How Röyksopp’s ‘Melody A.M.’ Brought Electronica Into the Mainstream

With their debut, the Norwegian duo essentially provided the everyman's guide to electronic music.
Melody A.M.
Parlophone France

Anniversaries are tricky, and music-related anniversaries even more so. On those special days that mark a certain period since a particular work had been released, should you decide to write about the work or its performer, you are bound to critically evaluate a pre-defined “sentiment” that the work has evoked in the collective consciousness, as well as critically assess the “changes” the work has caused in its respective aural category.

The Norwegian duo Röyksopp, and especially their remarkable debut album, Melody A.M., elude a solid definition and they cunningly thwart the mold for the kind of music they make. Each song off their first release is as diverse as a child’s imagination, unmarred by the “sentiments” and “expectations” of the public. It’s because of this incredible diversification of tunes on Melody A.M. that they, one could say inadvertently, brought a wide scope of electronic music into the mainstream in late 2001.

It’s difficult to say when exactly electronic music penetrated the mainstream. While many predominantly rock acts flirted with the theremin and Mellotron during the ’60s, the first consistent encounters between synthesizers and singles charts came in the late ’70s and early ’80s, with acts such as Vangelis, Jean Michel Jarre, and Depeche Mode defining a new music for the masses. The ’90s were turbulent and changeable, and while many of the greatest names in electronic music emerged back then (think big beat, Prodigy and the Chemical Brothers; think Daft Punk and French house; think Aphex Twin as a synesthetic, timeless genius), occidental world cultures had been preoccupied with grunge, Britpop, industrial and other types of metal. Even the electro bands which managed to snatch a slice of MTV’s rotation were, in essence, rebellious, aggressive and punk in their core.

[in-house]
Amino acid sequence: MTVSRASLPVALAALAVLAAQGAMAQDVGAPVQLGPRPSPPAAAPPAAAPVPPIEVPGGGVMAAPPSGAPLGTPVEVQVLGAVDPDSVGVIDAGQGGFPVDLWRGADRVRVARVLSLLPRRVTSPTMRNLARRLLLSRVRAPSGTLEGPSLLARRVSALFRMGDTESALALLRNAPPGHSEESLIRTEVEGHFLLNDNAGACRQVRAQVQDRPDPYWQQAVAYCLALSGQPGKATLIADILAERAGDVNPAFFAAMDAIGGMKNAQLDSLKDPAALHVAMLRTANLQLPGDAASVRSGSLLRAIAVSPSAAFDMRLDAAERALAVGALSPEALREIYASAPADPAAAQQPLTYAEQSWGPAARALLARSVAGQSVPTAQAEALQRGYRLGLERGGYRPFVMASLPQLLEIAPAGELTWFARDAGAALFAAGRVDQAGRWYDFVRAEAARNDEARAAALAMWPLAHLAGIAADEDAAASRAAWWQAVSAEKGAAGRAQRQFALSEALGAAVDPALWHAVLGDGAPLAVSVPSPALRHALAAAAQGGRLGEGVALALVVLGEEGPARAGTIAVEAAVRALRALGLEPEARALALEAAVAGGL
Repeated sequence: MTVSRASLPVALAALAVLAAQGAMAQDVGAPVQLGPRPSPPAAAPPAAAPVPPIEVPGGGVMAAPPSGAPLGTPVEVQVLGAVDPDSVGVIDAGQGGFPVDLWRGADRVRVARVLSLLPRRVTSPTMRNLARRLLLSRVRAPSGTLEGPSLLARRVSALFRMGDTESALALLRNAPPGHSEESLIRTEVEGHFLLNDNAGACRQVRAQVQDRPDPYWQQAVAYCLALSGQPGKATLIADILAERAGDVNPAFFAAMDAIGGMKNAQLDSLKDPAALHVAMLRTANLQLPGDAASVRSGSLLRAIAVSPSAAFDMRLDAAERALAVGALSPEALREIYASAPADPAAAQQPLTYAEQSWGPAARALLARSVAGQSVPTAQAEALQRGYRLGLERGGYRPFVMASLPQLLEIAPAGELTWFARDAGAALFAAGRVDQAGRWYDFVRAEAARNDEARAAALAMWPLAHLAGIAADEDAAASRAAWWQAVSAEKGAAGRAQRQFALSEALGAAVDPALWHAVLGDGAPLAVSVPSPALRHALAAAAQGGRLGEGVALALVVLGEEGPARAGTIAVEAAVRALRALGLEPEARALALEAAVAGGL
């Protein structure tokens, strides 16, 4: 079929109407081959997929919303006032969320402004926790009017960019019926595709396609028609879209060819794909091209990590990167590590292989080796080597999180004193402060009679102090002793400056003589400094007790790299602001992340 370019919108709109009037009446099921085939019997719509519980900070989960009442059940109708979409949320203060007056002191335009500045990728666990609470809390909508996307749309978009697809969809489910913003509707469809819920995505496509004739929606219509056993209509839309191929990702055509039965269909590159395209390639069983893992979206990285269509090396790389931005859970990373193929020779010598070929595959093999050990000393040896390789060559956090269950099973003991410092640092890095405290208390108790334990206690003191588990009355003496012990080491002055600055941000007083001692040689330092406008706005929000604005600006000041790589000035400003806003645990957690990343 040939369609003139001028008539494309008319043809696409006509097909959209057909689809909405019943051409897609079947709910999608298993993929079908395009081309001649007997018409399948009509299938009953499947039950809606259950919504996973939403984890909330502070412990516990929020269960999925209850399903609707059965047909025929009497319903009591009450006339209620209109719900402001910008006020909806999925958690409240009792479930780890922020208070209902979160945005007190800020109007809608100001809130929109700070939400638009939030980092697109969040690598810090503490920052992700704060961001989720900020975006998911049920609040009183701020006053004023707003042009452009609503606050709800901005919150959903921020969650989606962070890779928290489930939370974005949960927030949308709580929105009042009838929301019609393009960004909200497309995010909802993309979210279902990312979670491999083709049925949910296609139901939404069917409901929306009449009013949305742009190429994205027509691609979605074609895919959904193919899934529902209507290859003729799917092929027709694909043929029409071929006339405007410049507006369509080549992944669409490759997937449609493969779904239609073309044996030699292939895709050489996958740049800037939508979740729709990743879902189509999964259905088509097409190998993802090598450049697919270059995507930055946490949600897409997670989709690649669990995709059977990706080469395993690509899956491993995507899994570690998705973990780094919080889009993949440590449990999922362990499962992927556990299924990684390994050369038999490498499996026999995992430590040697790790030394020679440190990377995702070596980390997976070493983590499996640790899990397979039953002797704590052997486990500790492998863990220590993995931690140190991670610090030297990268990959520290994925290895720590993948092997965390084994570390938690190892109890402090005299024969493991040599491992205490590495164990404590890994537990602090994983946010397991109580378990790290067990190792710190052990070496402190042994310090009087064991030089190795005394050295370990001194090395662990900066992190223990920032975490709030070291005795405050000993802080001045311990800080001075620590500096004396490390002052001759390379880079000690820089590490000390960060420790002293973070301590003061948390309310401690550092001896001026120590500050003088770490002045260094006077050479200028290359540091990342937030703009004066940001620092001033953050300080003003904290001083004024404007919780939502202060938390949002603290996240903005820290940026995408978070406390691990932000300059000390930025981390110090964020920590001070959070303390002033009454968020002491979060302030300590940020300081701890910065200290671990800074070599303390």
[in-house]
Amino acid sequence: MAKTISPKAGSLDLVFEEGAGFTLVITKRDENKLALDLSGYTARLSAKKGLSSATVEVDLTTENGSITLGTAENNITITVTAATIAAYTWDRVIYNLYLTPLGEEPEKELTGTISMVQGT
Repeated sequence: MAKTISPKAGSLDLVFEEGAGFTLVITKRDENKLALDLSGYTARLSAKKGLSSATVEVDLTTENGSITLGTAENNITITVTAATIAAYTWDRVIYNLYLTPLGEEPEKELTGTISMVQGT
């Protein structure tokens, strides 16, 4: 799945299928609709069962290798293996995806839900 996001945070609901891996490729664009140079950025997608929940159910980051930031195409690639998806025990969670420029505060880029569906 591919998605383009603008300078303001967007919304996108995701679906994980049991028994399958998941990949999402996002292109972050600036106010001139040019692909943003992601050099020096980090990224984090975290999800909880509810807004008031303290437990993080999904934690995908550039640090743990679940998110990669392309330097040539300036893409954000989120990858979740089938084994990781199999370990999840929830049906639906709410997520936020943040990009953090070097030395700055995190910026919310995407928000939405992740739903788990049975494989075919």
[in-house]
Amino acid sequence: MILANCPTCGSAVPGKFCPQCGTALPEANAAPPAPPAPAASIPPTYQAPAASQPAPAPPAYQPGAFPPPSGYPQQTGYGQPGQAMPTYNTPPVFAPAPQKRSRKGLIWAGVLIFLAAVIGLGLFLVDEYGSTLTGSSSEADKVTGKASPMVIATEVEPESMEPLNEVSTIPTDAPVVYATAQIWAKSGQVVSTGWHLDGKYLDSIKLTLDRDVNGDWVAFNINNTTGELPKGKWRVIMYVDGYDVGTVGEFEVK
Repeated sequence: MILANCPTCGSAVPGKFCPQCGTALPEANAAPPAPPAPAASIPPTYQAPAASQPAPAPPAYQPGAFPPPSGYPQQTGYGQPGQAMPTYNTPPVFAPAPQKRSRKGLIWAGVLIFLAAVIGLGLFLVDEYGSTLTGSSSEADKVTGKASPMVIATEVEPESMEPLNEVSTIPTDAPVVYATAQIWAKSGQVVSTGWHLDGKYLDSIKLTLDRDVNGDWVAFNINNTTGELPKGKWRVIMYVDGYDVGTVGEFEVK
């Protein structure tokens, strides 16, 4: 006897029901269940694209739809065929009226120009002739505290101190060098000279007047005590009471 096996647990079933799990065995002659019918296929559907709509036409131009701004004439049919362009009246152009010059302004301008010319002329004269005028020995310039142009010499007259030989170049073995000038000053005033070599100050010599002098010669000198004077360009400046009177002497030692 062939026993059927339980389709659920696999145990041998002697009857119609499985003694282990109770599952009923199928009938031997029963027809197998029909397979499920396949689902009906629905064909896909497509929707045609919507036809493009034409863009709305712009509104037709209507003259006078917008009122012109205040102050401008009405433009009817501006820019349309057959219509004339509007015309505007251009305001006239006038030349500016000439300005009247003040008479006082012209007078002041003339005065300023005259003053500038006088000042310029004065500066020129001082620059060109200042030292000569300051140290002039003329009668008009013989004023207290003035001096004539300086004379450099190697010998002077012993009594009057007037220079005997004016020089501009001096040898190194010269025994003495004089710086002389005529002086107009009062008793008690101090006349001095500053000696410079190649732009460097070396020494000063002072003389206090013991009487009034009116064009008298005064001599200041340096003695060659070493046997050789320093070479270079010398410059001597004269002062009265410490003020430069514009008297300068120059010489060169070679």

Meanwhile, Norwegians were mostly unconcerned with making it big, as opposed to making art. Torbjørn Brundtland and Svein Berge were a couple of young electronica enthusiasts from Tromsø, dabbling in music production as a part of the so-called “Bergen scene”, of which later on they would become ringleaders. The mid-to-late ’90s saw a number of small-time Norwegian acts make a name for themselves in the local musical landscape by signing with the small record label Tellé Records. While experimentation was a large part of music everywhere, the common denominator for nearly all acts associated with Tellé was a melancholic stillness, a low-key Nordic sound which would’ve gone seamlessly with the vast, cold landscapes, and opaque skies. Amid this artistic cluster, which also spawned Kings of Convenience and Erlend Øye, Melody A.M. was born.

Released in September 2001 by independent London record label Wall of Sound, Melody A.M. was a strange beast, a concoction of a variety of tunes Röyksopp have cooked in the years before. With a cover that consisted mostly of an image of the same opaque sky mentioned a paragraph ago, it was “supposed” to be another slow Nordic “downer”, an inaccessible, experimental artistic expression. Hilariously, exactly the opposite proved to be true. Melody A.M. was and is an unprecedentedly listenable album, a ten-song marvel which somehow incorporated myriad genre-bending ideas Bruntland and Berge had been developing for years, without sounding pretentious or even slightly overwhelming.

Disco, lo-fi, house, dance, minimalistic, ambient, synth pop, even elements of jazz and rock; all of it is used interchangeably here and with aplomb. “So Easy”, originally released in 1999, is the sombre intro to the alternatingly downtempo and uplifting release, foreshadowing the duo’s masterful use of samples from old songs (in this case, the ’60s “Blue on Blue”). “Eple”, one of my favorite electro tunes of the past 20 years, is a jittery synth pop delight, even (or especially) if it’s a steroid-fueled reimagining of Bob James’ “You’re as Right as Rain” from 1975. “Sparks” brings the haziness and the mellow vocals of Anneli Drecker, and instantly evokes an adopted child of Air’s Moon Safari.